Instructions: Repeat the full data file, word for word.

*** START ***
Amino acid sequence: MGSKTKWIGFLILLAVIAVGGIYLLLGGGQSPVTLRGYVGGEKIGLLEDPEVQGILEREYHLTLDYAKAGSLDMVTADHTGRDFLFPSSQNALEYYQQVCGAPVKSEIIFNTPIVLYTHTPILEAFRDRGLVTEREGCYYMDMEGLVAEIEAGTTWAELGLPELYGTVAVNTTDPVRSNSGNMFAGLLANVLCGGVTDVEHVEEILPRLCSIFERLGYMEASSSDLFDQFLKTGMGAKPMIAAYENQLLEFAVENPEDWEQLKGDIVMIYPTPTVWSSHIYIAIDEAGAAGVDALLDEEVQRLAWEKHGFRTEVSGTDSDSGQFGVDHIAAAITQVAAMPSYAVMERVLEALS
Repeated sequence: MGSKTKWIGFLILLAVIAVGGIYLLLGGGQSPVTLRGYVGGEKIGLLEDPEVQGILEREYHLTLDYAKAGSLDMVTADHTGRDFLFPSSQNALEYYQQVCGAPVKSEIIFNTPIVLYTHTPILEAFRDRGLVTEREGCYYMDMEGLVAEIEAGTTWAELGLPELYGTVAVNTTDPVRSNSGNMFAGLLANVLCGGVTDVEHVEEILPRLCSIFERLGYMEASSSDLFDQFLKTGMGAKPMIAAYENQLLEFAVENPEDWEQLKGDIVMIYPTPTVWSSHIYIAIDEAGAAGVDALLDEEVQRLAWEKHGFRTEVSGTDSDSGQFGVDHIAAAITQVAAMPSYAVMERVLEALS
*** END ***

Amino acid sequence: MGSKTKWIGFLILLAVIAVGGIYLLLGGGQSPVTLRGYVGGEKIGLLEDPEVQGILEREYHLTLDYAKAGSLDMVTADHTGRDFLFPSSQNALEYYQQVCGAPVKSEIIFNTPIVLYTHTPILEAFRDRGLVTEREGCYYMDMEGLVAEIEAGTTWAELGLPELYGTVAVNTTDPVRSNSGNMFAGLLANVLCGGVTDVEHVEEILPRLCSIFERLGYMEASSSDLFDQFLKTGMGAKPMIAAYENQLLEFAVENPEDWEQLKGDIVMIYPTPTVWSSHIYIAIDEAGAAGVDALLDEEVQRLAWEKHGFRTEVSGTDSDSGQFGVDHIAAAITQVAAMPSYAVMERVLEALS
Repeated sequence: MGSKTKWIGFLILLAVIAVGGIYLLLGGGQSPVTLRGYVGGEKIGLLEDPEVQGILEREYHLTLDYAKAGSLDMVTADHTGRDFLFPSSQNALEYYQQVCGAPVKSEIIFNTPIVLYTHTPILEAFRDRGLVTEREGCYYMDMEGLVAEIEAGTTWAELGLPELYGTVAVNTTDPVRSNSGNMFAGLLANVLCGGVTDVEHVEEILPRLCSIFERLGYMEASSSDLFDQFLKTGMGAKPMIAAYENQLLEFAVENPEDWEQLKGDIVMIYPTPTVWSSHIYIAIDEAGAAGVDALLDEEVQRLAWEKHGFRTEVSGTDSDSGQFGVDHIAAAITQVAAMPSYAVMERVLEALS